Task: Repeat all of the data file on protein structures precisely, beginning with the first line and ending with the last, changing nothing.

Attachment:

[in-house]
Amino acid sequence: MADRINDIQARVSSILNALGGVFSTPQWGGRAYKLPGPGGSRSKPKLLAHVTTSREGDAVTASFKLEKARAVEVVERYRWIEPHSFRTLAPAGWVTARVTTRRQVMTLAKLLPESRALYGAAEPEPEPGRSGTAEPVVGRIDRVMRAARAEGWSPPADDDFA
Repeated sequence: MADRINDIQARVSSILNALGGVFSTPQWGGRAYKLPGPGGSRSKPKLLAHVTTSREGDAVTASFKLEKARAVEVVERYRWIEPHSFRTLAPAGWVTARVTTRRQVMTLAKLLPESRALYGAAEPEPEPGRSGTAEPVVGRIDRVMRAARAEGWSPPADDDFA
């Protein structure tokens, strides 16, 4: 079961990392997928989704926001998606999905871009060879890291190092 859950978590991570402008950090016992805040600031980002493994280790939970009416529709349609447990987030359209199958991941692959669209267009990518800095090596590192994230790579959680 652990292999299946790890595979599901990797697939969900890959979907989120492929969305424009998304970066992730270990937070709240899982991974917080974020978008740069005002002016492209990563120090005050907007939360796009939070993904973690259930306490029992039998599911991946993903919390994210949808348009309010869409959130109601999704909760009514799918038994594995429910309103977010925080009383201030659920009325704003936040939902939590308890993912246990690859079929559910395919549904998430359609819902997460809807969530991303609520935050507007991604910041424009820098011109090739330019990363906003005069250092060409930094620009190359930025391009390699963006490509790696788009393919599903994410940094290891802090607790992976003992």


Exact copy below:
[in-house]
Amino acid sequence: MADRINDIQARVSSILNALGGVFSTPQWGGRAYKLPGPGGSRSKPKLLAHVTTSREGDAVTASFKLEKARAVEVVERYRWIEPHSFRTLAPAGWVTARVTTRRQVMTLAKLLPESRALYGAAEPEPEPGRSGTAEPVVGRIDRVMRAARAEGWSPPADDDFA
Repeated sequence: MADRINDIQARVSSILNALGGVFSTPQWGGRAYKLPGPGGSRSKPKLLAHVTTSREGDAVTASFKLEKARAVEVVERYRWIEPHSFRTLAPAGWVTARVTTRRQVMTLAKLLPESRALYGAAEPEPEPGRSGTAEPVVGRIDRVMRAARAEGWSPPADDDFA
């Protein structure tokens, strides 16, 4: 079961990392997928989704926001998606999905871009060879890291190092 859950978590991570402008950090016992805040600031980002493994280790939970009416529709349609447990987030359209199958991941692959669209267009990518800095090596590192994230790579959680 652990292999299946790890595979599901990797697939969900890959979907989120492929969305424009998304970066992730270990937070709240899982991974917080974020978008740069005002002016492209990563120090005050907007939360796009939070993904973690259930306490029992039998599911991946993903919390994210949808348009309010869409959130109601999704909760009514799918038994594995429910309103977010925080009383201030659920009325704003936040939902939590308890993912246990690859079929559910395919549904998430359609819902997460809807969530991303609520935050507007991604910041424009820098011109090739330019990363906003005069250092060409930094620009190359930025391009390699963006490509790696788009393919599903994410940094290891802090607790992976003992």